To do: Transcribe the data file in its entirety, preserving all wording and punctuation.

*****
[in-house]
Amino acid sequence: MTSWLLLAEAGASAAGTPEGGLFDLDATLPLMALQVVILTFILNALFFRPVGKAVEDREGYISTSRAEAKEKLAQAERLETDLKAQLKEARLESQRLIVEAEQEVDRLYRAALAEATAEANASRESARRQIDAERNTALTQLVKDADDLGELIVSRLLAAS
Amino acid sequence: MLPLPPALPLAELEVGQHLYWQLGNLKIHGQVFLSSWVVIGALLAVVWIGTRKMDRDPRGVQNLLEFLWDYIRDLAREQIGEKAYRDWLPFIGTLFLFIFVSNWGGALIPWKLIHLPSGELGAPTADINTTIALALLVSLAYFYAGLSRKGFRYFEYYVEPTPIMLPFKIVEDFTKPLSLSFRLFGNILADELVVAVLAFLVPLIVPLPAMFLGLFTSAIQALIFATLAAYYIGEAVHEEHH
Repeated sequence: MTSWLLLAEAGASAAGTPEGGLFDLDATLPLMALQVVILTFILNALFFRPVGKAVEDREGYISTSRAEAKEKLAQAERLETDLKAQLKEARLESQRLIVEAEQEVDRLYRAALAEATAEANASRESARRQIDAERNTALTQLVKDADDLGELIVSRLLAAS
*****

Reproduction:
[in-house]
Amino acid sequence: MTSWLLLAEAGASAAGTPEGGLFDLDATLPLMALQVVILTFILNALFFRPVGKAVEDREGYISTSRAEAKEKLAQAERLETDLKAQLKEARLESQRLIVEAEQEVDRLYRAALAEATAEANASRESARRQIDAERNTALTQLVKDADDLGELIVSRLLAAS
Amino acid sequence: MLPLPPALPLAELEVGQHLYWQLGNLKIHGQVFLSSWVVIGALLAVVWIGTRKMDRDPRGVQNLLEFLWDYIRDLAREQIGEKAYRDWLPFIGTLFLFIFVSNWGGALIPWKLIHLPSGELGAPTADINTTIALALLVSLAYFYAGLSRKGFRYFEYYVEPTPIMLPFKIVEDFTKPLSLSFRLFGNILADELVVAVLAFLVPLIVPLPAMFLGLFTSAIQALIFATLAAYYIGEAVHEEHH
Repeated sequence: MTSWLLLAEAGASAAGTPEGGLFDLDATLPLMALQVVILTFILNALFFRPVGKAVEDREGYISTSRAEAKEKLAQAERLETDLKAQLKEARLESQRLIVEAEQEVDRLYRAALAEATAEANASRESARRQIDAERNTALTQLVKDADDLGELIVSRLLAAS